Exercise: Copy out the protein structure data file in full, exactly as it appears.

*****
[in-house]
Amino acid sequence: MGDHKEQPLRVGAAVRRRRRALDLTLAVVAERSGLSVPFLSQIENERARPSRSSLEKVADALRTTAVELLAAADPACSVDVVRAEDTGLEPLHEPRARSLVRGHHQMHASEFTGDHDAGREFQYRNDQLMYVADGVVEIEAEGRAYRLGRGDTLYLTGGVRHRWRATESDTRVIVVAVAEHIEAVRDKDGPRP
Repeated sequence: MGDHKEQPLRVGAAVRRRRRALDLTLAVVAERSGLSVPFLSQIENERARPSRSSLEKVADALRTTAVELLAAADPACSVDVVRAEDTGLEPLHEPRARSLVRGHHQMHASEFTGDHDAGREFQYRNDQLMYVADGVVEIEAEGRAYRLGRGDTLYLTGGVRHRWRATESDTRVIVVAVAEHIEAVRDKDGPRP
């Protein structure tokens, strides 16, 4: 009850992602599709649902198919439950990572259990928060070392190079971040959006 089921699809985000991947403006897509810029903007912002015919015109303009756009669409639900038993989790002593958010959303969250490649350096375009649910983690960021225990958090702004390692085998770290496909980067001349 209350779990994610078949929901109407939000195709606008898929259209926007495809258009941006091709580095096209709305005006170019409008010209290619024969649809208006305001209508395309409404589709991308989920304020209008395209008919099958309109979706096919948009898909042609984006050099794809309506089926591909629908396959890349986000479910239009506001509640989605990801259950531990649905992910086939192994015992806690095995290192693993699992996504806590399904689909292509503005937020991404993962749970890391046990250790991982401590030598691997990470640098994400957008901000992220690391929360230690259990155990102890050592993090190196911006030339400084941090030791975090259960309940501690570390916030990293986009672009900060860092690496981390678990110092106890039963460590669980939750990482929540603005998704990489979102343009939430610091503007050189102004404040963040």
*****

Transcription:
[in-house]
Amino acid sequence: MGDHKEQPLRVGAAVRRRRRALDLTLAVVAERSGLSVPFLSQIENERARPSRSSLEKVADALRTTAVELLAAADPACSVDVVRAEDTGLEPLHEPRARSLVRGHHQMHASEFTGDHDAGREFQYRNDQLMYVADGVVEIEAEGRAYRLGRGDTLYLTGGVRHRWRATESDTRVIVVAVAEHIEAVRDKDGPRP
Repeated sequence: MGDHKEQPLRVGAAVRRRRRALDLTLAVVAERSGLSVPFLSQIENERARPSRSSLEKVADALRTTAVELLAAADPACSVDVVRAEDTGLEPLHEPRARSLVRGHHQMHASEFTGDHDAGREFQYRNDQLMYVADGVVEIEAEGRAYRLGRGDTLYLTGGVRHRWRATESDTRVIVVAVAEHIEAVRDKDGPRP
């Protein structure tokens, strides 16, 4: 009850992602599709649902198919439950990572259990928060070392190079971040959006 089921699809985000991947403006897509810029903007912002015919015109303009756009669409639900038993989790002593958010959303969250490649350096375009649910983690960021225990958090702004390692085998770290496909980067001349 209350779990994610078949929901109407939000195709606008898929259209926007495809258009941006091709580095096209709305005006170019409008010209290619024969649809208006305001209508395309409404589709991308989920304020209008395209008919099958309109979706096919948009898909042609984006050099794809309506089926591909629908396959890349986000479910239009506001509640989605990801259950531990649905992910086939192994015992806690095995290192693993699992996504806590399904689909292509503005937020991404993962749970890391046990250790991982401590030598691997990470640098994400957008901000992220690391929360230690259990155990102890050592993090190196911006030339400084941090030791975090259960309940501690570390916030990293986009672009900060860092690496981390678990110092106890039963460590669980939750990482929540603005998704990489979102343009939430610091503007050189102004404040963040």